Donors’ social class and their prosocial reputation: Perceived authentic motivation as an underlying mechanism.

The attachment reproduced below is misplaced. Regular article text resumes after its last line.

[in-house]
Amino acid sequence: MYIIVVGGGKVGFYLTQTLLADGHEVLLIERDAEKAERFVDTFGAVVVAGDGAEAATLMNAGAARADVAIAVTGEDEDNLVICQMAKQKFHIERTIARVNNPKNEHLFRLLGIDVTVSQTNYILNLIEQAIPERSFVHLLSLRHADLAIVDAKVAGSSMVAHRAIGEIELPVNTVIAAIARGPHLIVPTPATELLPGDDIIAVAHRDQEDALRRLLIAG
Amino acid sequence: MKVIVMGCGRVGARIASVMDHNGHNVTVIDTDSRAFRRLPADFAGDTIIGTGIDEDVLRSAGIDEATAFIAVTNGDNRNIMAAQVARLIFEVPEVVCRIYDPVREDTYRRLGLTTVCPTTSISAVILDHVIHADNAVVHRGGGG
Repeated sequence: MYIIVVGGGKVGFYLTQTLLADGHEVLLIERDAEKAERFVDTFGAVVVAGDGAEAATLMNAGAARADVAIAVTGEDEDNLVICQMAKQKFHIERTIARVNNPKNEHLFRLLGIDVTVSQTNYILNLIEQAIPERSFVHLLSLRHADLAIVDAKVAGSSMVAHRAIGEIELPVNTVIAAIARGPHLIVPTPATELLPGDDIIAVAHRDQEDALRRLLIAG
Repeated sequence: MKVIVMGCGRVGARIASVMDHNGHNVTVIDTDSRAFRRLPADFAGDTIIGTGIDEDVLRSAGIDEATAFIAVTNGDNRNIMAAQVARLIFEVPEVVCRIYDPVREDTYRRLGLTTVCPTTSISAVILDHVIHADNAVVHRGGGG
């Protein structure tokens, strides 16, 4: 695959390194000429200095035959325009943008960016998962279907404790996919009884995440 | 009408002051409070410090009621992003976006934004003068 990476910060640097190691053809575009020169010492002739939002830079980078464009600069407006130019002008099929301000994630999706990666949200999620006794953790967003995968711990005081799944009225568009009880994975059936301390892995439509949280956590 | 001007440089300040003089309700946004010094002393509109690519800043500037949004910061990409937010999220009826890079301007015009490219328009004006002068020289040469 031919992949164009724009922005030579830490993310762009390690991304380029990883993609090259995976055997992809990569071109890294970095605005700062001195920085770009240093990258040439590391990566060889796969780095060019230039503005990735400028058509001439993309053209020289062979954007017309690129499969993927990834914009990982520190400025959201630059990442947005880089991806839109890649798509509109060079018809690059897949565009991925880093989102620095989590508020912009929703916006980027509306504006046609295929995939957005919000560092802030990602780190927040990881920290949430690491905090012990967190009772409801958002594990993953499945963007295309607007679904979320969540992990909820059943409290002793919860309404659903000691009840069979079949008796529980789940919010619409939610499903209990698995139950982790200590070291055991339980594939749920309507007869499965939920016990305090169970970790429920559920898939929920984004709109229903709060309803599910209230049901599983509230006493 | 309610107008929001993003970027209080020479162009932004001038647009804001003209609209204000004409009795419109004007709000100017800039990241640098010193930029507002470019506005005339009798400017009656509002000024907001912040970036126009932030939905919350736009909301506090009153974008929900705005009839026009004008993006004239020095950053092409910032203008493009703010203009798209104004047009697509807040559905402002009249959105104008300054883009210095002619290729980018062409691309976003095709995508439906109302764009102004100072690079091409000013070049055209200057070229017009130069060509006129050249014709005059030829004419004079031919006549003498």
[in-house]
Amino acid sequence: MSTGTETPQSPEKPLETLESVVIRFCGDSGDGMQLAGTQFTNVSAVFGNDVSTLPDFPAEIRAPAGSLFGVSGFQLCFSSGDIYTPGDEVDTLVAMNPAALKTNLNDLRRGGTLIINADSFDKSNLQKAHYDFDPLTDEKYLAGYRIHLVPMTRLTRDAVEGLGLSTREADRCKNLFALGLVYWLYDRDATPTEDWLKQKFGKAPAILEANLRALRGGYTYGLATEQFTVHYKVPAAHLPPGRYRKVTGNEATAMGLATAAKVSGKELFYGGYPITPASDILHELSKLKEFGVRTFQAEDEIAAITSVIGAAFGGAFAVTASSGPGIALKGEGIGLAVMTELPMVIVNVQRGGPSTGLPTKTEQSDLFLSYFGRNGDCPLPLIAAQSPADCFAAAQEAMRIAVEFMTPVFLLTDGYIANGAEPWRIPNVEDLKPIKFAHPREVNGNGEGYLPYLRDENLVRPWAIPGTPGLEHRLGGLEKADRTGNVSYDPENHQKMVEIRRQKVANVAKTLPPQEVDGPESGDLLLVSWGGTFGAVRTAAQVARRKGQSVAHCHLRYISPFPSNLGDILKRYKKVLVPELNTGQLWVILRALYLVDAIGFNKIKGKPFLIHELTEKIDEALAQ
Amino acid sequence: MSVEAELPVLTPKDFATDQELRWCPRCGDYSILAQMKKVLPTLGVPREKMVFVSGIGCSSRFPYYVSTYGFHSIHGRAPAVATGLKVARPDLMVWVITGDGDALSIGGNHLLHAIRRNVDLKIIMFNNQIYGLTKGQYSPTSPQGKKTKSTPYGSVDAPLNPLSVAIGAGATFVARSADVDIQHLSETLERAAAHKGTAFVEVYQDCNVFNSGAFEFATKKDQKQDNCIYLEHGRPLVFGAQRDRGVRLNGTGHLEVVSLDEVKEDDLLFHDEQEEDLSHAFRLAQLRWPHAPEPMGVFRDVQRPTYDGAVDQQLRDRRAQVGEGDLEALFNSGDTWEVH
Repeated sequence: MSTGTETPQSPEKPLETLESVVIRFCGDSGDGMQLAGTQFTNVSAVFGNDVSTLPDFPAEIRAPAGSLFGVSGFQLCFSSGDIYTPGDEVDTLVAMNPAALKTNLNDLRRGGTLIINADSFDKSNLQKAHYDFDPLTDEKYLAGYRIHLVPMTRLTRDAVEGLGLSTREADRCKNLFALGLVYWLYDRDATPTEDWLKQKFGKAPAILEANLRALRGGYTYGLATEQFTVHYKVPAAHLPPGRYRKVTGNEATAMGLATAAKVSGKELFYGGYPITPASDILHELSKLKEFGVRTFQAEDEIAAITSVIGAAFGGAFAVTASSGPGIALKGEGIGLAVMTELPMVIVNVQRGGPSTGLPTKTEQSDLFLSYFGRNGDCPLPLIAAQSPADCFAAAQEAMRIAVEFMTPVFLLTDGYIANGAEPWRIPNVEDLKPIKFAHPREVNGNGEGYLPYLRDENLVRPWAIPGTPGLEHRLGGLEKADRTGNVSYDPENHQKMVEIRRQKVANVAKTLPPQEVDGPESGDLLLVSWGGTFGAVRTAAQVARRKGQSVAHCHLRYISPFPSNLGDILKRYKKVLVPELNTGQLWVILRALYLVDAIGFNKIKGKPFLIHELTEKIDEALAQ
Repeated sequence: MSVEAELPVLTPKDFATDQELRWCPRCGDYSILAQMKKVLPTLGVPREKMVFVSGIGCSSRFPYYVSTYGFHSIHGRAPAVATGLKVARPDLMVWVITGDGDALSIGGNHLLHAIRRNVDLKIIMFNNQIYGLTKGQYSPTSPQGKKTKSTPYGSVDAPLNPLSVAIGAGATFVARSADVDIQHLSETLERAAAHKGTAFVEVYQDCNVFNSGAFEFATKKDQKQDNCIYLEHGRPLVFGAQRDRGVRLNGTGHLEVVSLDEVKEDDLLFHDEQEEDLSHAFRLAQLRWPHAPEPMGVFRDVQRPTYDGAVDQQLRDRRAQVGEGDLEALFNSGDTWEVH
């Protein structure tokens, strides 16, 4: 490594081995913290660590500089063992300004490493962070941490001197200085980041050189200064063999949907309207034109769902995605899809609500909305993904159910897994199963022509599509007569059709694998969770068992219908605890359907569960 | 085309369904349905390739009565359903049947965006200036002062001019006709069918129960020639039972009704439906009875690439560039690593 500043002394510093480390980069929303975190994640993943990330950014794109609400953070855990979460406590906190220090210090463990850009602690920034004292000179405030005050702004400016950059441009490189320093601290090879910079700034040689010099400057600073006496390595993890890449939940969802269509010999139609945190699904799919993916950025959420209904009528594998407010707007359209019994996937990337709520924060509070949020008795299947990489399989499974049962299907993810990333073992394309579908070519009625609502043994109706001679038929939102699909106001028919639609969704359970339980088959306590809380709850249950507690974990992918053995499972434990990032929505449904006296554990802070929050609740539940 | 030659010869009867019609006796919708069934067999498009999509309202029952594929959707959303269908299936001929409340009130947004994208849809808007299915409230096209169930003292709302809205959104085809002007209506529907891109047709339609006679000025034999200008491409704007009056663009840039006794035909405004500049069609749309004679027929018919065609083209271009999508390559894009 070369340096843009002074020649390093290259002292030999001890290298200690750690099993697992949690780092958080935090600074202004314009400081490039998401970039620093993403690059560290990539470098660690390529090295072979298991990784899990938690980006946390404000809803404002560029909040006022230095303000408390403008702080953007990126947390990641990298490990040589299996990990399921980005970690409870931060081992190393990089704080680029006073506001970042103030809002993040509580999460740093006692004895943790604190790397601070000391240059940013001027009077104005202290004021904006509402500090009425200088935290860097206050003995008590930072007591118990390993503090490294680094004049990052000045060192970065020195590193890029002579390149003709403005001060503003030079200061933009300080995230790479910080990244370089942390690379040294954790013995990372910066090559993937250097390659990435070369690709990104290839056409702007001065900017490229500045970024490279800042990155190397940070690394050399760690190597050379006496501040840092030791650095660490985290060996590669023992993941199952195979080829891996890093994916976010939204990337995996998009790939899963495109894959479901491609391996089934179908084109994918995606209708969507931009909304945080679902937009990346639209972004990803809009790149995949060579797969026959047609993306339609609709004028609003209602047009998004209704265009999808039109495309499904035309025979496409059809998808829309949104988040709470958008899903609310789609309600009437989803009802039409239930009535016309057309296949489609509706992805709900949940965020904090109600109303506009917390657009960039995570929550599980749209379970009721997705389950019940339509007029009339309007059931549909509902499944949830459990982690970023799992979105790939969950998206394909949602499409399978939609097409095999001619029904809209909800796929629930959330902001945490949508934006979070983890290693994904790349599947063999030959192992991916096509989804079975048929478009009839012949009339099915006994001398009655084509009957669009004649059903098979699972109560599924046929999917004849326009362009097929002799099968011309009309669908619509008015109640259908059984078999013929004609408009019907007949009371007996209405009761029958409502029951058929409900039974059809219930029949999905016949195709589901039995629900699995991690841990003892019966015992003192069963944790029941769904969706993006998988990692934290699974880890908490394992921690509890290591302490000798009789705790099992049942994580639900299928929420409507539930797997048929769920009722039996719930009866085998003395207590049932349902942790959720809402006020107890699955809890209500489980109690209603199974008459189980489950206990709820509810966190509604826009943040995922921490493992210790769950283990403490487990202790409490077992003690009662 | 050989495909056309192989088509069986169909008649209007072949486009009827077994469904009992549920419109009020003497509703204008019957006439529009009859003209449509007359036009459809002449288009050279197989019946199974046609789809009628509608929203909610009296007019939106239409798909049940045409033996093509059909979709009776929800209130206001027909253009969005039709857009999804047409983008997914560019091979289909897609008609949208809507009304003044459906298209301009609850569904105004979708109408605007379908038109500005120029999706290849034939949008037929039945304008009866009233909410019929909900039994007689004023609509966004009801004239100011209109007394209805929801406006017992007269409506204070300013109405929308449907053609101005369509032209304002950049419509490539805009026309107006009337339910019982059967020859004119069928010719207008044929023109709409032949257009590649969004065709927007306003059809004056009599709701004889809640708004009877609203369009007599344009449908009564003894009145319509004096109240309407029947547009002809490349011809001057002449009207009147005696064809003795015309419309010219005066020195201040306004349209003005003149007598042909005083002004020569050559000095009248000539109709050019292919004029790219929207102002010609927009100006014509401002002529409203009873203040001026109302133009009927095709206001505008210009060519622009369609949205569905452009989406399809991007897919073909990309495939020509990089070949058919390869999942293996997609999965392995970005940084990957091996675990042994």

Donors’ social class may provide cues for others to judge their underlying motives and prosociality. We test whether donors’ social class affects their prosocial reputation through perceived authentic motivation. Across four studies, we find that low-class donors are perceived as more authentically motivated to care about others’ welfare, and thus gain more prosocial reputation as a benevolent person, compared to high-class donors. Moreover, prosocial impact salience moderates this effect: When donation is equal in the percentage of donors’ annual income, making the prosocial impact of donors’ contribution salient enhances high-class donors’ perceived authentic motivation and prosocial reputation to the same levels as those of low-class donors. These findings provide important insights into how to design efficient fundraising events or platforms. (PsycINFO Database Record (c) 2018 APA, all rights reserved)